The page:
Where The Pronghorn Play

In honor of zoology and wildlife biology moving to the College of Agriculture, Life Sciences, and Natural Resources, I would like to highlight one of the amazing animals native to UW’s hometown: the pronghorn. A little-known fact about me is that I love pronghorn antelopes and my interest in them has grown considerably since moving to Wyoming. I see them in town when going to Walmart and on Jacoby’s golf course all the time! Because of their constant presence, they don’t get people’s attention as much as a moose or elk would. However, pronghorns, often overlooked for bigger and better game animals, are actually pretty awesome. Here’s why.

Their nickname, the “speed goat”, isn’t just for giggles. They evolved during a time when cheetahs still roamed North America. They aren’t quite as fast as a cheetah, at top speeds of 60 mph, but they can maintain this speed for much longer. Today, predators get around their immense speed by herding them to a fence line, which they will not jump over. The lower portion of a pronghorn’s limb bone is only as wide as a human’s index finger, allowing for high speed, but a preference not to jump. Imagine the entire body weight of a pronghorn (90-150) pounds coming straight down on your index finger. Not good. Because of this, they prefer to shimmy under fences. This behavior often leads to them scraping and cutting their backs on barbed wire and getting infected. Conservation efforts suggest that landowners put smooth wire on the bottom of the fence and make sure it’s at least 18 inches off the ground in popular crossing areas.

Something else that amazes me about this species is that they are the exception to so many rules. The landmark they are known for, their horn antler mashup, is actually a sheath of keratin that encases a core made of bone. They are the only species that shed their horns, and their shedding time is incredibly variable. They are also the only species with forked horns, which is where the name “pronghorn” comes from. Did you know that they aren’t actually part of the antelope family either? Their closest living relative is the giraffe, and they are part of the Giraffoidea superfamily.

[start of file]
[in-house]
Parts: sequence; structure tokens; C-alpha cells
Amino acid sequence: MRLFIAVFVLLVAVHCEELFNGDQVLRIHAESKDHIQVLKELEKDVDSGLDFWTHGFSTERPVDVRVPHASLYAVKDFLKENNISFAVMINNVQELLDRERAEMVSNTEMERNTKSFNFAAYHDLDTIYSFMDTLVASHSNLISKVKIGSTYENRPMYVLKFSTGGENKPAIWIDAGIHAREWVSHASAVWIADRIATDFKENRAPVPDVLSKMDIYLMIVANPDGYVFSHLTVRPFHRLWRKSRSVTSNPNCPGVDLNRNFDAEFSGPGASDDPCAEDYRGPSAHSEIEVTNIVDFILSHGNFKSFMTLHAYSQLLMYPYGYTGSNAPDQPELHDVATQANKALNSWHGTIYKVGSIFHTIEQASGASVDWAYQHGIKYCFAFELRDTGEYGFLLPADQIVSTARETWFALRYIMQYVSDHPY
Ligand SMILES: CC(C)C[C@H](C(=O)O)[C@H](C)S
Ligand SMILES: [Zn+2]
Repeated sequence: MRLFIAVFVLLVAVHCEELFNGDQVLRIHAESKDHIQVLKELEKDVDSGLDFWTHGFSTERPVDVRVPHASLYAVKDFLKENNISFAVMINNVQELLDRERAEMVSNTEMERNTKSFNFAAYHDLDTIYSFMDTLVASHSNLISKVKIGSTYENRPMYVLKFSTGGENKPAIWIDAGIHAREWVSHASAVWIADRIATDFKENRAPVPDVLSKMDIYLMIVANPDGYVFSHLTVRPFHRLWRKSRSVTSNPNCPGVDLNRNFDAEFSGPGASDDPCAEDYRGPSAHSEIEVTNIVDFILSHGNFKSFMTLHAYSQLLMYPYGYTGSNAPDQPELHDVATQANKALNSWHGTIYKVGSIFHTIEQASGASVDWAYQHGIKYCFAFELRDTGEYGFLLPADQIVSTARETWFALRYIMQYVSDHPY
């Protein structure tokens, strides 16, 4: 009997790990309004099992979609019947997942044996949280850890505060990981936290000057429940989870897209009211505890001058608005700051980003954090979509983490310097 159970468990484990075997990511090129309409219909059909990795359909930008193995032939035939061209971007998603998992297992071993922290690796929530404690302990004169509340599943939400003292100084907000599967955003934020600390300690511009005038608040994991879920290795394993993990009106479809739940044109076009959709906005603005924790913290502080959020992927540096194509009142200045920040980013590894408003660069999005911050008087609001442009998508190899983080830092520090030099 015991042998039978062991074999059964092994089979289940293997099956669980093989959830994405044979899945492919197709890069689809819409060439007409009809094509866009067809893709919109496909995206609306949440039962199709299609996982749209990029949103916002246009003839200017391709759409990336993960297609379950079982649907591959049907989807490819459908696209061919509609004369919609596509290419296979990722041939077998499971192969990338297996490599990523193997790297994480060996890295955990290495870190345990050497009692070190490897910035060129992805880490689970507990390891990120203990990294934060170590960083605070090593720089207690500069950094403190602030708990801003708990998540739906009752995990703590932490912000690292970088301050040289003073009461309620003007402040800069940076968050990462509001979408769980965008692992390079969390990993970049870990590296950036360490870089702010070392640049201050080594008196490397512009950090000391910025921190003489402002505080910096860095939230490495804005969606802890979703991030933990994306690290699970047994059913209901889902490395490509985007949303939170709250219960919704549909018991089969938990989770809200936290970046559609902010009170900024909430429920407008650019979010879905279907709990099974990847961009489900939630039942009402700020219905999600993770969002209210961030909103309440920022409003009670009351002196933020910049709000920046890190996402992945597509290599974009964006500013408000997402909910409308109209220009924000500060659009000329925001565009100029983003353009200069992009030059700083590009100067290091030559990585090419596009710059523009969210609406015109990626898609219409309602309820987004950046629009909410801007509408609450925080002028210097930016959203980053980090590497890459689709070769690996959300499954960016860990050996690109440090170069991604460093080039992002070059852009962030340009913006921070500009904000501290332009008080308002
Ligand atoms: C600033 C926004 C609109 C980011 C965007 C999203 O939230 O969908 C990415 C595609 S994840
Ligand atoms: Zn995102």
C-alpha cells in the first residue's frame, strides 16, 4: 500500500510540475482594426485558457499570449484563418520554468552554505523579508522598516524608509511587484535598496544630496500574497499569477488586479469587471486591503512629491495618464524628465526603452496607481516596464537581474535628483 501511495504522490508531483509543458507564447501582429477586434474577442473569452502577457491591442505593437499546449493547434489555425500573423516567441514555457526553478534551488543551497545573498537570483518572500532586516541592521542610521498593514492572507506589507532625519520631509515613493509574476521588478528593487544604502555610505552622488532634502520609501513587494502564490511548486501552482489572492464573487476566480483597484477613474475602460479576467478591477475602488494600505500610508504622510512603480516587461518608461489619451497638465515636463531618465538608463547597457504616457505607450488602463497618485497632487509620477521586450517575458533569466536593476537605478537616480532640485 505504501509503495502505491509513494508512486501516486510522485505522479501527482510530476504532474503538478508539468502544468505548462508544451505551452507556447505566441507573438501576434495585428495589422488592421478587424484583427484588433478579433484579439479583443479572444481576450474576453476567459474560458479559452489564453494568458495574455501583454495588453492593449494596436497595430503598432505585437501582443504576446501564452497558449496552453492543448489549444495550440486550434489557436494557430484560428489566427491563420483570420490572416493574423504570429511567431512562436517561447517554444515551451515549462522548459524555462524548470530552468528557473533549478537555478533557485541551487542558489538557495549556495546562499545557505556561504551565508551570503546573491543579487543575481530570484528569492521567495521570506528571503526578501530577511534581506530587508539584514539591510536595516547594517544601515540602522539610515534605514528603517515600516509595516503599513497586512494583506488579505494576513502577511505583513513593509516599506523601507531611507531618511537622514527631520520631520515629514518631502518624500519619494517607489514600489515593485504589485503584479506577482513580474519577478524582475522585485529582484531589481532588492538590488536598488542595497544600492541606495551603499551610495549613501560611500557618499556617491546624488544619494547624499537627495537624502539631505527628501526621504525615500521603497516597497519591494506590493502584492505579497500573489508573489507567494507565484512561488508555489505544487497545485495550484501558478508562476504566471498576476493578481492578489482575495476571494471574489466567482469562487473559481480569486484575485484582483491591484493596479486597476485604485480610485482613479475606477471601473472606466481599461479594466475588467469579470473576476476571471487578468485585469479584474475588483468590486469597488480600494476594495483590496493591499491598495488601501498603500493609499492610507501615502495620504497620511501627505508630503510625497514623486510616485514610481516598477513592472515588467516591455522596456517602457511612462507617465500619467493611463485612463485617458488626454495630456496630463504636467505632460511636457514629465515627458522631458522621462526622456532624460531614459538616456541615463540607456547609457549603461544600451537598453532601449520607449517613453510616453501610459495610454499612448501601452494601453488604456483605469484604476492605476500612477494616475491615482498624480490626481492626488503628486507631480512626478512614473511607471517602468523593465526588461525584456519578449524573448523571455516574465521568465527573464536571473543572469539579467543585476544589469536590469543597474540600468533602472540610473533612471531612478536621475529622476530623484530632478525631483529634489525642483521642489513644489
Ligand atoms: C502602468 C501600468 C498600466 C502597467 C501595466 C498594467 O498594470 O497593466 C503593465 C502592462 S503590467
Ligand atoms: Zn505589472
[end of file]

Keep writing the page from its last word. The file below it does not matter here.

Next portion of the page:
Another incredible fact goes back to conception. Twins are relatively common in pronghorn births, however, there are initially up to seven embryos. The embryos tangle together until they literally pull each other apart, battling for life. Biologists call this the thread stage because they are long, thin, and knot around each other. Depending on the winter conditions the mother is going through, there can be four, or three, but most commonly two or one fawns are born. This intense beginning makes it all the more surprising that fawns spend the first month of their life mostly hiding in vegetation from predators and waiting for their mothers to come back to them. Babies have almost no odor during this time, to protect against predators, but adult males mark their territory with scent glands from the sides of their heads. They have also adapted a scent gland under their tails to be when there’s danger nearby almost like a skunk.

I am by no means a wildlife biologist or zoologist, but for the pronghorn, I might have to change my major. The second fastest land mammal is an incredible example of adaptation, function, and exceptions to nature’s rules. It’s time to stop overlooking the pronghorn because they are downright awesome, and they are right here in our backyard.


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